Dec 7th during my pop-up shop at Vintage Books https://www.vintage-books.net/ from noon to 4 I’ll be doing some “live drawing”; I’ll work in my sketchbook and if anyone wants a small portrait of their pet I’ll happily do one using a phone photo as inspiration.
These portraits I’ll do at the pop-up shop are what I call “quickie sketches” – less complex than the portraits I’m often commissioned to do via the Caplan Art Design Gallery or the Joseph Gierek Fine Art Gallery – more like what I do in my sketchbook and still a fun gift for the holiday. Each portrait I do will take about 20 minutes more or less. A command performance art piece! (What fun!!!)
Since I’ll be doing these portraits on-site at the Vintage Books bookstore I’m currently in the process of testing my portable art kit to make sure I’ll have everything I need. A dear friend let me come to her house with my art kit and do a practice session – on her kitchen table – with a pic of her dog on her phone! (pictured in this post)
I’m using my ink pens, my Pentel Water-Brushes (to minimize the need for a water source) color pencils and my gouache colors on handmade paper. During the practice session I discovered I need to pack a few more items – like more paper towels, some wax paper… – so I’ll practice some more between now and Dec. 7th!
As I posted on my blog here I’ve been experimenting with Gouache, a new-to-me art media. Well, I’ve been enjoying my efforts in the studio that I decided to add gouache to my “running around loose” sketching kit. I took an old Altoids mint can – the mini mint size – and put some of my gouache colors in it and slipped that into my go-sketching bag. I also took my watercolors. The watercolors are in a flat tin about the size of a small I-phone but just a little wider. My bag is about the size of the unabridged hardback version of “Hitchhiker’s Guide to the Galaxy” by Douglas Adams. (one of my favorites!) The sketchbook is 3 inches by 5 inches.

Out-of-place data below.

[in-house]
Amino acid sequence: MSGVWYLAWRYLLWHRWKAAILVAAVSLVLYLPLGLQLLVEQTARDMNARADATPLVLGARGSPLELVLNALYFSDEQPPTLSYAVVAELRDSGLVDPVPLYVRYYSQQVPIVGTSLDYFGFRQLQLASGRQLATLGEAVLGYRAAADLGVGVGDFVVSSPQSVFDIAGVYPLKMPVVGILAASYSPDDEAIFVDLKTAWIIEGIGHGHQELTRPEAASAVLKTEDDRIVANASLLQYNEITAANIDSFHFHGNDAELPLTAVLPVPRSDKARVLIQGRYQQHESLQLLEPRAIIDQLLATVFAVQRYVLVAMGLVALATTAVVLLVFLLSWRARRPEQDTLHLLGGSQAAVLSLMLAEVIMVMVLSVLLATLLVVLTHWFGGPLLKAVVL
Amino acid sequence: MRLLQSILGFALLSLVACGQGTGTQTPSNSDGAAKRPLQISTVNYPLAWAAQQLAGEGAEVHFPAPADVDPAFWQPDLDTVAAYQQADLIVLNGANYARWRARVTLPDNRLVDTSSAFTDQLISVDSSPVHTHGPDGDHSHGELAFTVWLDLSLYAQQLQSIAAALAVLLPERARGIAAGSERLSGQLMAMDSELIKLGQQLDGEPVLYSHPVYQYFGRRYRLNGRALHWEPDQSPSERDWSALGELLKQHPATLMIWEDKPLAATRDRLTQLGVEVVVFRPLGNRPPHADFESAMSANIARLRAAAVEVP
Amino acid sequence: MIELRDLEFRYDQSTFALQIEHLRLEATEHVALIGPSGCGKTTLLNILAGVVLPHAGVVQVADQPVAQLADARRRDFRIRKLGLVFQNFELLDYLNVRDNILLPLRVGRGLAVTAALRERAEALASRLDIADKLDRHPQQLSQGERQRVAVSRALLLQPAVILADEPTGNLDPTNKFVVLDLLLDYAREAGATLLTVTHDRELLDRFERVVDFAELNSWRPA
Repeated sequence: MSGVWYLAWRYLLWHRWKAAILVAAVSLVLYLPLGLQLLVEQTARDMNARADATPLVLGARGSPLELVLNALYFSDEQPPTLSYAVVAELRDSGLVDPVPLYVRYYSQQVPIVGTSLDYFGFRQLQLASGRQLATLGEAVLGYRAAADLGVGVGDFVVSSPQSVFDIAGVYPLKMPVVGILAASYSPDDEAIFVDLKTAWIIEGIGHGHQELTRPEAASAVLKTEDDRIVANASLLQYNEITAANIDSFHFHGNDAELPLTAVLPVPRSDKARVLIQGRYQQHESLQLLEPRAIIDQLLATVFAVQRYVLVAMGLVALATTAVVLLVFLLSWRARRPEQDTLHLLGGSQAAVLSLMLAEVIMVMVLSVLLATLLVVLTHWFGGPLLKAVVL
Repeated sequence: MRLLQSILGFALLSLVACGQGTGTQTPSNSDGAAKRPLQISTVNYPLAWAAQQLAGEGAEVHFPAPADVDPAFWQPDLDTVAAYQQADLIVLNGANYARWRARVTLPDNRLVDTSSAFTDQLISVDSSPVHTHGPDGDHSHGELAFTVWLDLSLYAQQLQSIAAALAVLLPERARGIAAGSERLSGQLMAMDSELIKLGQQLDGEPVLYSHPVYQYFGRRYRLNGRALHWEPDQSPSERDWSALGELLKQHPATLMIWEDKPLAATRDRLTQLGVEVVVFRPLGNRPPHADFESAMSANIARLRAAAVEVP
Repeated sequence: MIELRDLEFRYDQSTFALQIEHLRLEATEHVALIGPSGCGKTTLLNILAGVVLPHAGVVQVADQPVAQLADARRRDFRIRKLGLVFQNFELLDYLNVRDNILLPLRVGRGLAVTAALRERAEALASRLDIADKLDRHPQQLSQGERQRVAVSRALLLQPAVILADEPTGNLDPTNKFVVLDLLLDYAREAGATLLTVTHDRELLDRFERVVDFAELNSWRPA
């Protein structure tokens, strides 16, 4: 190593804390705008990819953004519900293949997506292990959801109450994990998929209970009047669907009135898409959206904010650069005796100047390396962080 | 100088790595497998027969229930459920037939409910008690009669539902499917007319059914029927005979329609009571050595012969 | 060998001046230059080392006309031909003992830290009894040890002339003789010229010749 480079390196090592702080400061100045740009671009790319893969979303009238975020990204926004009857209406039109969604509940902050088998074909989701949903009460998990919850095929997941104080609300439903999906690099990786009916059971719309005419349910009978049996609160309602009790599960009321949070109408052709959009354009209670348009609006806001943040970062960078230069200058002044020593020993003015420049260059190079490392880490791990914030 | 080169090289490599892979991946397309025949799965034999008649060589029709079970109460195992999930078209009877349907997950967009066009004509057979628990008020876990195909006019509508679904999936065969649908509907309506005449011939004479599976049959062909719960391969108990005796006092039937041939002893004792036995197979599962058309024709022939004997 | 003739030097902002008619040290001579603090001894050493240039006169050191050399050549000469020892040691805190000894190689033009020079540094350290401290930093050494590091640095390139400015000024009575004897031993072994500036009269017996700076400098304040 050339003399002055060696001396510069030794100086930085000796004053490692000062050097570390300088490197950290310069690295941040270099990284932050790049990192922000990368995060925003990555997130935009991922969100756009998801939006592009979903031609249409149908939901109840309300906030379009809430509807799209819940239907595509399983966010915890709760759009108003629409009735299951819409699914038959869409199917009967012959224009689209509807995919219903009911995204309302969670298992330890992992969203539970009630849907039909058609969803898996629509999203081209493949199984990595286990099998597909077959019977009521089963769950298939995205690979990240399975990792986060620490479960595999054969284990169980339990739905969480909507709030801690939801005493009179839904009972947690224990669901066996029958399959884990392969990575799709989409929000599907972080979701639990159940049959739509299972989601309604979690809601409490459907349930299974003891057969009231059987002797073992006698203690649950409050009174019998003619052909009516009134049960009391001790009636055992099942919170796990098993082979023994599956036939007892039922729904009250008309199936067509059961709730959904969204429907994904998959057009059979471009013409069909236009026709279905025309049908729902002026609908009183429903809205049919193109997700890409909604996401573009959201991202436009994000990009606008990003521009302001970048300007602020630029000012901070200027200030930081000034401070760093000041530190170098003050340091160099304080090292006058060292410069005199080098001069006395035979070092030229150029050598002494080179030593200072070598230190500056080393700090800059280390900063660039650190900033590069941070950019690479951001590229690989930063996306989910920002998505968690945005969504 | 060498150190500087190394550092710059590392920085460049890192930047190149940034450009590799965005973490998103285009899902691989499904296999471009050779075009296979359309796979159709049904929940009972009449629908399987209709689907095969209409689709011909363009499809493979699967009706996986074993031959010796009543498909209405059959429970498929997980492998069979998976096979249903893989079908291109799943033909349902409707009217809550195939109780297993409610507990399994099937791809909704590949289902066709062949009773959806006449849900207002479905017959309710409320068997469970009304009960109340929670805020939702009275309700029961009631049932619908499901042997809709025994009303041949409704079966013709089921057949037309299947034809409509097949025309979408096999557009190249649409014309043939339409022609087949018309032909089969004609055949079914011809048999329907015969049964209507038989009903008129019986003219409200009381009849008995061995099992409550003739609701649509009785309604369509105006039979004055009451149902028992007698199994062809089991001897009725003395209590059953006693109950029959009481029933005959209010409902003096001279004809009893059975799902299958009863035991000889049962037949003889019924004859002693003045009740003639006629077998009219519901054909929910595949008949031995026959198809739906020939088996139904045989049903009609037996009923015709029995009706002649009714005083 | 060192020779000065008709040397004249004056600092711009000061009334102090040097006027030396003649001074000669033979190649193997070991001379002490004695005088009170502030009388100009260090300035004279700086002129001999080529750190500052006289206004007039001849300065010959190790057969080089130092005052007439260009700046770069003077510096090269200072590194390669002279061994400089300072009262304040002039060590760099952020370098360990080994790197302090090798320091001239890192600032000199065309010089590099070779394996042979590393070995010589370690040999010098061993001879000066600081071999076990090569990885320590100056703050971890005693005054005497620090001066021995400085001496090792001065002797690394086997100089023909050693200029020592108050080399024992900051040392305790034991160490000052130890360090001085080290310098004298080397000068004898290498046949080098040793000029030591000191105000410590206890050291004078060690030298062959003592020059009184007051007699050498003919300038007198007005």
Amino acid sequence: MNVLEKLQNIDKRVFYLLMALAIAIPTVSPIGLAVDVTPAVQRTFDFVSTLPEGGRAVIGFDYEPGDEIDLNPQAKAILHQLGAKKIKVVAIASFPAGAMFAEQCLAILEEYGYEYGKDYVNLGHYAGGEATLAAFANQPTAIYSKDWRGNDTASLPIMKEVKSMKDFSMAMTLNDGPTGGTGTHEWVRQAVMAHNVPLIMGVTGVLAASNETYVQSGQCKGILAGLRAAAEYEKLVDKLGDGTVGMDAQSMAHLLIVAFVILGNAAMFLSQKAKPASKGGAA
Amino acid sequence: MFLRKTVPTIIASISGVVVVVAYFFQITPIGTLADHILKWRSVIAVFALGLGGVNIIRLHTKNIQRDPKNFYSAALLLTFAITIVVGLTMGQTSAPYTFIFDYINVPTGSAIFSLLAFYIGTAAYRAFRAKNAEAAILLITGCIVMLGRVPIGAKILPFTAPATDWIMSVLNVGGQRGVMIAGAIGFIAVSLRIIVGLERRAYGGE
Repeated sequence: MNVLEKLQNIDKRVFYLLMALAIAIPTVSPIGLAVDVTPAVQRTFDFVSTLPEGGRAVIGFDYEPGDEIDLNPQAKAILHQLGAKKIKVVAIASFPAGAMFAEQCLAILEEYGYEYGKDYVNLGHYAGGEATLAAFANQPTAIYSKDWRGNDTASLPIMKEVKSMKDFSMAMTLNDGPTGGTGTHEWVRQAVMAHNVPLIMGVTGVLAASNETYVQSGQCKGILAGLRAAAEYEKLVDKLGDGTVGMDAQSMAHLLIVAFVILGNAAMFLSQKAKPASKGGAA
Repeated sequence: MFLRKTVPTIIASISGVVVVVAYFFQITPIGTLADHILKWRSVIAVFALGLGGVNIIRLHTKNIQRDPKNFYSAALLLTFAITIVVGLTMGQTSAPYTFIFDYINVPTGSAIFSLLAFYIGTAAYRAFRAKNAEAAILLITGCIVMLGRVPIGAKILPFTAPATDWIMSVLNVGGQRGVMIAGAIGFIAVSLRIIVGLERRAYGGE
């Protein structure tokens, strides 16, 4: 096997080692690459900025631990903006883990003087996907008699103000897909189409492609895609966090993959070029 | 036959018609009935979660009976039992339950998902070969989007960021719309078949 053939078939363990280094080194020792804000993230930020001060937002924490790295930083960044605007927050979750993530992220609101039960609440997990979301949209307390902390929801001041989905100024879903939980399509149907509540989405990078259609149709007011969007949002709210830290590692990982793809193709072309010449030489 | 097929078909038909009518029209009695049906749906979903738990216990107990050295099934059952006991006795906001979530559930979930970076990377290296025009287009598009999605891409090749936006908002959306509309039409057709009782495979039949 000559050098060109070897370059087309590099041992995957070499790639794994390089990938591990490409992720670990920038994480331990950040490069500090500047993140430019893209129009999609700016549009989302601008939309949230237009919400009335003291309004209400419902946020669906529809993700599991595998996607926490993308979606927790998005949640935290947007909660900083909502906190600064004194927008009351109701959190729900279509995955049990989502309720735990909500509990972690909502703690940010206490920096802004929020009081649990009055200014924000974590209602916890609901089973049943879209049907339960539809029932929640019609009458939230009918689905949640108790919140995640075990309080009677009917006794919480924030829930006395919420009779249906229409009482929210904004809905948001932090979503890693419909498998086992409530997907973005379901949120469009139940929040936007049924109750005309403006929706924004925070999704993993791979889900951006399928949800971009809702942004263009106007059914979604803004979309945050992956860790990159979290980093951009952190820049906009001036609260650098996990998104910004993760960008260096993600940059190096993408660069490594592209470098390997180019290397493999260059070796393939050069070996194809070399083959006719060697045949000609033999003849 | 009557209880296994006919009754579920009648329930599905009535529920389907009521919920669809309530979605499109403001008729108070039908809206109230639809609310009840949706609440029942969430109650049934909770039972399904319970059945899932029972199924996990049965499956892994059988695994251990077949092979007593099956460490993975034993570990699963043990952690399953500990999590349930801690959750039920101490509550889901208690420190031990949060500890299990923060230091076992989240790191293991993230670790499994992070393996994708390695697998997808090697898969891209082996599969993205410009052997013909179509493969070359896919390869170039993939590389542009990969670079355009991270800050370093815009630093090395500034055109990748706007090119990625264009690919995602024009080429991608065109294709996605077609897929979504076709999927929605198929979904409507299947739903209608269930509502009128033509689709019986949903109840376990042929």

Here’s a photo of my kit and my sketchbook – with the page I did while out-in-the-world.
Judy and I walked along the Columbia River. It was so cold that about half-way through our walk we popped in to a coffee shop for hot chocolates. I did the sketch of the boats on the river quickly while drinking my hot chocolate. It took 10 minutes or so. The paint dried fast in the cold wind.
The result of today’s adventure: I think gouache is portable enough and is workable even with frozen fingers. My only issue is that I don’t like the red color that came with the kit. It’s too magenta for my taste and not red enough – it’s not fire-engine red. So I’ll go back to the art supply store soon!
And yes, I took a towel with me on my sketching outing. A paper towel. Douglas Adams would be pleased I think. Note to self: bring gloves next time.
I’ve been very busy lately on several major projects that I can’t talk about publicly yet. Which is why you’ve not seen much of me online. I have managed to squeeze in a bit of work, 5 minutes here or there, on my sketchbook for the Brooklyn Art Library’s Sketchbook Project. I’m still thinking the title of my sketchbook is “Time Tavern”.
Anyway, below are pics of what I’ve gotten done.
And yes, when I can I’ll post about the projects that I can’t talk about yet.
The sketchbook I’m working on for the Brooklyn Art Library’s Sketchbook Project now has a name, a working title: “Time Tavern”. As you can see from previous posts I’m thinking about time – and uses of time in cooking, food service, music and in telling wordless visual stories.